Sports Maple Leafs less fun post-Burke — in a good way: Cox

19:07  14 november  2017
19:07  14 november  2017 Source:   Toronto Star

Leafs’ Matthews misses practice again as rehab from upper-body injury continues

  Leafs’ Matthews misses practice again as rehab from upper-body injury continues Auston Matthews once again was not on the ice at Maple Leafs practice Monday morning.Matthews has not skated with the Leafs in a week as he continues to rehab an upper-body injury. The Leafs have won their past four games, three of them without their star centre.Toronto is enjoying a four-day break between games before returning to action Thursday night at home against the New Jersey Devils. © Richard Lautens Toronto Maple Leafs centre Auston Matthews has not skated with the team in a an upper-body injury.

“Ain’t happening,” was the way Brian Burke put it. Now with the way the Maple Leafs are playing these days, someone might easily assume they have already decided to That, of course, led to the draft lottery, which while wildly imperfect, does make it somewhat less profitable to plummet on purpose.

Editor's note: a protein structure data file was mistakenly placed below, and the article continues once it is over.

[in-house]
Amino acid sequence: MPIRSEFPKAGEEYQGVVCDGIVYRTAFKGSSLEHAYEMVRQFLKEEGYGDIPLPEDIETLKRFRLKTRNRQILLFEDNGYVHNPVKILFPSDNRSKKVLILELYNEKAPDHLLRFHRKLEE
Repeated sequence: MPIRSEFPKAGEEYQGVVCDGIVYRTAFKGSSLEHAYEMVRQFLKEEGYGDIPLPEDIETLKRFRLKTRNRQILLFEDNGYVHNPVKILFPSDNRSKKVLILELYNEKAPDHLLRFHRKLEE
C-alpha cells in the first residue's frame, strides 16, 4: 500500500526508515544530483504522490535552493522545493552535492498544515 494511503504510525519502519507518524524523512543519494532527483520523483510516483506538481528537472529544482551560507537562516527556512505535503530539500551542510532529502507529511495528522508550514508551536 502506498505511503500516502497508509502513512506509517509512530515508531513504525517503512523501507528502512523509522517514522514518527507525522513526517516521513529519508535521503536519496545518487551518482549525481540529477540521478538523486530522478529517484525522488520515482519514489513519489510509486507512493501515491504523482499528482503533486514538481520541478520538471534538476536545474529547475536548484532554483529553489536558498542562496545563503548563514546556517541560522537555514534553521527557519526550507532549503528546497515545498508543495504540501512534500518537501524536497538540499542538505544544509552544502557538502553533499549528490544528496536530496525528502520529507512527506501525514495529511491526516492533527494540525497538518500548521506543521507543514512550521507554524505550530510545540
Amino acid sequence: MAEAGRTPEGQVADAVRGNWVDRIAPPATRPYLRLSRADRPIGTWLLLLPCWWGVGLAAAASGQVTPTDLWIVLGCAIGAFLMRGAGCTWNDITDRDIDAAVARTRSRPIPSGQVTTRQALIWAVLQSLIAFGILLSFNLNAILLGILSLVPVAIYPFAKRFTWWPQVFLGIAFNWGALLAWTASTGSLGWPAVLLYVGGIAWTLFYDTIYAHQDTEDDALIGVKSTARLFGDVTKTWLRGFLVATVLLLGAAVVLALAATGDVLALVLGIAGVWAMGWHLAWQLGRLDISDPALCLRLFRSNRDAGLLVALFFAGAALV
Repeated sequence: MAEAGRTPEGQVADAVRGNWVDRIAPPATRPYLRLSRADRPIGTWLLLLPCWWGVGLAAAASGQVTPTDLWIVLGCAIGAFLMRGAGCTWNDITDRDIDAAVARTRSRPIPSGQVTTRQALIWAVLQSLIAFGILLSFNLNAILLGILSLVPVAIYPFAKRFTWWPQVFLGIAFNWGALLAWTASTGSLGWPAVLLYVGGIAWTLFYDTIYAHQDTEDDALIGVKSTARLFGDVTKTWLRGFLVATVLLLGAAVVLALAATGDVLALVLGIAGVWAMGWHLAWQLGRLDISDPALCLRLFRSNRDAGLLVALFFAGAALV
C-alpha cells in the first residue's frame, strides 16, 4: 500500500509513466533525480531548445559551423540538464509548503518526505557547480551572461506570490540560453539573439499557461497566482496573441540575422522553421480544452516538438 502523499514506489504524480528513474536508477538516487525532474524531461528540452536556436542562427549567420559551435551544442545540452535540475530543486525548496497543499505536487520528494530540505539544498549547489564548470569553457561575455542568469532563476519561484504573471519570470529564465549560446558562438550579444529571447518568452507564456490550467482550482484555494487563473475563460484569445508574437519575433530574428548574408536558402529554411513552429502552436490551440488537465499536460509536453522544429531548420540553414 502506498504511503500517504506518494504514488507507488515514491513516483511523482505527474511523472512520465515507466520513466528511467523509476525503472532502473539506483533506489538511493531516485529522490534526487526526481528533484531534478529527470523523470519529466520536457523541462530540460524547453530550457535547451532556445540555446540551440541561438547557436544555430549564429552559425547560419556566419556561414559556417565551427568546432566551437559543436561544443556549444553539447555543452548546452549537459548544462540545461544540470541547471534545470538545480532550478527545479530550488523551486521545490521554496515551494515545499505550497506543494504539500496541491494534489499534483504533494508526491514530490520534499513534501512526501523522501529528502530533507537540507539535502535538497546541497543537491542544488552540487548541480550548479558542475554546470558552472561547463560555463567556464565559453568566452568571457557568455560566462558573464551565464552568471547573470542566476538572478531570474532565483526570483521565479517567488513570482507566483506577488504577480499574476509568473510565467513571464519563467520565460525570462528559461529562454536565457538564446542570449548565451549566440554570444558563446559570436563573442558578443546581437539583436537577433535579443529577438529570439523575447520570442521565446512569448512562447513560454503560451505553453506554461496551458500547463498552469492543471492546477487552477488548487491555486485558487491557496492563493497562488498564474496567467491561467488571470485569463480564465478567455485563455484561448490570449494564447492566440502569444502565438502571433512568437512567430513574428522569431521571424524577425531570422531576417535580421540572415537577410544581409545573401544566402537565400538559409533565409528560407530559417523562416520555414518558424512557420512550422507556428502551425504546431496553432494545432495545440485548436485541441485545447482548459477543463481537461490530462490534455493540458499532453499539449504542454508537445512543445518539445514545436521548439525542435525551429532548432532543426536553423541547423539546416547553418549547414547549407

This wasn’t the way this was supposed to go. Burke and Allaire spoke last week and apparently Given the state of Leaf goaltending in recent seasons with Allaire as consultant, change is probably a good thing Maple Leafs : Intrigue surrounds departure of goalie coach Francois Allaire: Feschuk.

Brushfires that became five-alarm blazes on Brian Burke's watch in Toronto barely register under the current Leafs regime.© Chris Young Brushfires that became five-alarm blazes on Brian Burke's watch in Toronto barely register under the current Leafs regime.

Brian Burke has funny ways of reminding Toronto he was once hockey czar here.

Take his comments in a radio interview Monday about the struggles of Calgary Flames centre Sam Bennett, who is off to a nightmarishly bad start this season with one point in his first 16 games. Burke wanted to assure the world Bennett will eventually play better, but also that he’s much better off in warm and welcoming Calgary than if he was undergoing similar scoring woes in nasty old Toronto.